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Transitioning to Managed Hosting Code

After loading and initializing the runtime, the host must make the transition from unmanaged to managed code in order to execute managed hosting code and user code. The managed hosting code is usually run in the default application domain. The default application domain is created automatically by the runtime every time it is initialized. When the process shuts down, the default application domain is unloaded. Most hosts do not run user code in the default application domain because it cannot be shut down independently of the process.

To make the transition to managed code, the host must obtain a pointer to the default application domain and then load the managed portion of the host into that domain. After the transition to managed code is complete, the managed portion of the host can create additional application domains in which to locate user code or more hosting code. For more information, see Creating and Configuring Application Domains.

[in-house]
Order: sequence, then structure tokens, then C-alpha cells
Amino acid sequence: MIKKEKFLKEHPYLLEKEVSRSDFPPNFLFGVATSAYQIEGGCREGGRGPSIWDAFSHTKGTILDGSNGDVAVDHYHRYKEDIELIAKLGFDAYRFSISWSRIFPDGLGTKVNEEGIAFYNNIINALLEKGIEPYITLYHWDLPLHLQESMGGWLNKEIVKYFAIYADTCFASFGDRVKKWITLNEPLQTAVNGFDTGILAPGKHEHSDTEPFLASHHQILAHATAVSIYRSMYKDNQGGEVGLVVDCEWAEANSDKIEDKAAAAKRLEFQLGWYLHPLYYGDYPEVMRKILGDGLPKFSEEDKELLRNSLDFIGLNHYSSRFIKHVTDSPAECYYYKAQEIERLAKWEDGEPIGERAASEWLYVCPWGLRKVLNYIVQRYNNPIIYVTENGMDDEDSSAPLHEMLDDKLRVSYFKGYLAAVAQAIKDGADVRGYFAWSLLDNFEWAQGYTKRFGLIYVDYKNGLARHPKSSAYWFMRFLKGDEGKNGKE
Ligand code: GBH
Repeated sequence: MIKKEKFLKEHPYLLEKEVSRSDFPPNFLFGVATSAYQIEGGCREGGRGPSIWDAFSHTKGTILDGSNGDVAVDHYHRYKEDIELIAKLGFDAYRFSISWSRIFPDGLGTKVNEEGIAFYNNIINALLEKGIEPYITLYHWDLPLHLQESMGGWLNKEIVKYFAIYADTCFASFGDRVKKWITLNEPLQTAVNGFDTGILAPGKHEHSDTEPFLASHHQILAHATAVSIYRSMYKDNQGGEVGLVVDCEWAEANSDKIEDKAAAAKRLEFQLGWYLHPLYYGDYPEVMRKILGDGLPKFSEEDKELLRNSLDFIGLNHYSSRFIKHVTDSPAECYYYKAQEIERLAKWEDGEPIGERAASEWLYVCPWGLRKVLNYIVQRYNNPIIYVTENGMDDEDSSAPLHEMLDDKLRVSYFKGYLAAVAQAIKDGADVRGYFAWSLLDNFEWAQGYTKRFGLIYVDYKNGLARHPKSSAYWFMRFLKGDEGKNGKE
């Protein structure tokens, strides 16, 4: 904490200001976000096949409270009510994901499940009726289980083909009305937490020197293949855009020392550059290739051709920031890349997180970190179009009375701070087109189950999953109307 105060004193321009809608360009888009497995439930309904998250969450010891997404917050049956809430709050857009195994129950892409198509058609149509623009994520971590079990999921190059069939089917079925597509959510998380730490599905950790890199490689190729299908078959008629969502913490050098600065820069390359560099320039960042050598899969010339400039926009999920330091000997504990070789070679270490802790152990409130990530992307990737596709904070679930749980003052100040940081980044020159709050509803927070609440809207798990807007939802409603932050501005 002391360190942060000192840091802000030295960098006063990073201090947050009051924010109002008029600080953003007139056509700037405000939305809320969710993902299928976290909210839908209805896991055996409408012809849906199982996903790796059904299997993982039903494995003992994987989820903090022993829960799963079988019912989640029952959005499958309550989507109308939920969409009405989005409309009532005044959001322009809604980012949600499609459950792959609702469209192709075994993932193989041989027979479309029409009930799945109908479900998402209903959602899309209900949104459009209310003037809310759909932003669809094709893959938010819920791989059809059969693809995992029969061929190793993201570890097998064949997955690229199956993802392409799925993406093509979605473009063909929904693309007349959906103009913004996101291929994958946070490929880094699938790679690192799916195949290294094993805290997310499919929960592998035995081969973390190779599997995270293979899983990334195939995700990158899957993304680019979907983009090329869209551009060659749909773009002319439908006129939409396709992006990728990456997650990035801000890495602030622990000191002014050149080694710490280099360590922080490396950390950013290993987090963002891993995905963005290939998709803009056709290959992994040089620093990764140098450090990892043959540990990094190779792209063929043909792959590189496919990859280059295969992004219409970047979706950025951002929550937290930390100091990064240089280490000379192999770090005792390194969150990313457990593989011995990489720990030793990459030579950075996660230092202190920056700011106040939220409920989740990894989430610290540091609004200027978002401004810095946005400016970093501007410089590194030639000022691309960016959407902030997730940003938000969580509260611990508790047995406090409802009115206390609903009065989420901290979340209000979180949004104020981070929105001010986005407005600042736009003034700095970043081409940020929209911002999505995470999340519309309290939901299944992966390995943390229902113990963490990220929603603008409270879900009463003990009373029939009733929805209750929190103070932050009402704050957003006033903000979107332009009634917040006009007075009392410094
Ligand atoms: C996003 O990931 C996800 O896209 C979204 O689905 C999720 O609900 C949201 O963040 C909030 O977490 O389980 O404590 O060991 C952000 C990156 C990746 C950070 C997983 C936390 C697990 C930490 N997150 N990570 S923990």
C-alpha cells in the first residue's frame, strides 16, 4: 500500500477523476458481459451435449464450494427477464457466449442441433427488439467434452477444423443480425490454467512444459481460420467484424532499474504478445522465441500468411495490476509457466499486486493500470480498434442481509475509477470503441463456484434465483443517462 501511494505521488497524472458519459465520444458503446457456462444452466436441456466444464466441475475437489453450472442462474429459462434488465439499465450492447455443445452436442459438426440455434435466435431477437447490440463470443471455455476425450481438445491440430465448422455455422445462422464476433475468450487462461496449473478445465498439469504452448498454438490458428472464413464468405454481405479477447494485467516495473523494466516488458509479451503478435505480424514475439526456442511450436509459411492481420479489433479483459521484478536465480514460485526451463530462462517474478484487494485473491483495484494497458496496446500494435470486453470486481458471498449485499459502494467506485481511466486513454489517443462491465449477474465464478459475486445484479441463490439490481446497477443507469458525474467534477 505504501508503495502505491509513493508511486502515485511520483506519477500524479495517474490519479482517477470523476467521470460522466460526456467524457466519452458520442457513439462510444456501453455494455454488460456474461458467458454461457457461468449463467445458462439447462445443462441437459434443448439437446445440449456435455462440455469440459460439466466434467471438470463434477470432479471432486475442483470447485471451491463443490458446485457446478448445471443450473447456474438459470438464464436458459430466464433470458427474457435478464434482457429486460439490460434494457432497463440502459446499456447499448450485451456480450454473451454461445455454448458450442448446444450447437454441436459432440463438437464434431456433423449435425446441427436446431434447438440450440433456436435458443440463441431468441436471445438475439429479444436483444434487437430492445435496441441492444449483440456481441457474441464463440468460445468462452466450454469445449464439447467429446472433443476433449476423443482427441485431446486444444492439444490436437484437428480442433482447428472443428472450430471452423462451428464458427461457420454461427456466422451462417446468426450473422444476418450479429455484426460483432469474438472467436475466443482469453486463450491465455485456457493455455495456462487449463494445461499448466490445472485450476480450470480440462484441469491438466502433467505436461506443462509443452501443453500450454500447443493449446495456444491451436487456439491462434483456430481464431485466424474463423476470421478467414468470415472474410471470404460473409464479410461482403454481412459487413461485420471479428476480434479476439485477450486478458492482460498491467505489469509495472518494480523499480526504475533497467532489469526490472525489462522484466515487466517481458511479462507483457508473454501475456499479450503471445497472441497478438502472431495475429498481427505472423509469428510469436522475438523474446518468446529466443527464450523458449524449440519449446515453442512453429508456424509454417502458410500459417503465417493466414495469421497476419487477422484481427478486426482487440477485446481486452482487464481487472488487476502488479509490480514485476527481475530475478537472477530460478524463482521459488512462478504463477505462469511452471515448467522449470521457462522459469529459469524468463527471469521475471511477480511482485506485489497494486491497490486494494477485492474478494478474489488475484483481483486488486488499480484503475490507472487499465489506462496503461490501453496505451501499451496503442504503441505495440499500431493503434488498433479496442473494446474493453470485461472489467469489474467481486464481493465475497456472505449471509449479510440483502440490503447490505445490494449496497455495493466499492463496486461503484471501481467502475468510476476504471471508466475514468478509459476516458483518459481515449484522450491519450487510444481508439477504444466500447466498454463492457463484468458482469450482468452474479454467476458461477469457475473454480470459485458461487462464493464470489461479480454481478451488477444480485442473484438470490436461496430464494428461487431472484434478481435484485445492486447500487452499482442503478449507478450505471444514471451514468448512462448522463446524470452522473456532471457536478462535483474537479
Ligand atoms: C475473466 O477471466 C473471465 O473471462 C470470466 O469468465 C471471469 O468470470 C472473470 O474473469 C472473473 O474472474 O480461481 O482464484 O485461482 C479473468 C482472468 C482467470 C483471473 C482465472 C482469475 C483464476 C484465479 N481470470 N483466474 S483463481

A host can obtain an interface pointer to the default application domain by calling ICorRuntimeHost::GetDefaultDomain. The call returns a pointer to the instance of System.AppDomain that represents the default application domain. The interface pointer is of type _AppDomain. In short, the host calls methods on an instance of the managed class System.AppDomain through COM interoperability services to load the managed hosting code into the default domain. After the host obtains a pointer to the default domain, you can call one of the Load methods on System.AppDomain to load the managed portion of the host into the default domain.

The managed portion of the host typically contains most of the host's logic. When the transition to managed code is complete, the unmanaged hosting code is no longer required. Because the user code that the host loads and runs is all managed, implementing the majority of the host in managed code provides better performance. Performance is better because calls from the hosting code to the user code are all done in the managed environment instead of moving back and forth from unmanaged code to managed code each time the host and user code interact.

See Also

Hosting the Common Language Runtime | AppDomain Class | Creating and Configuring Application Domains

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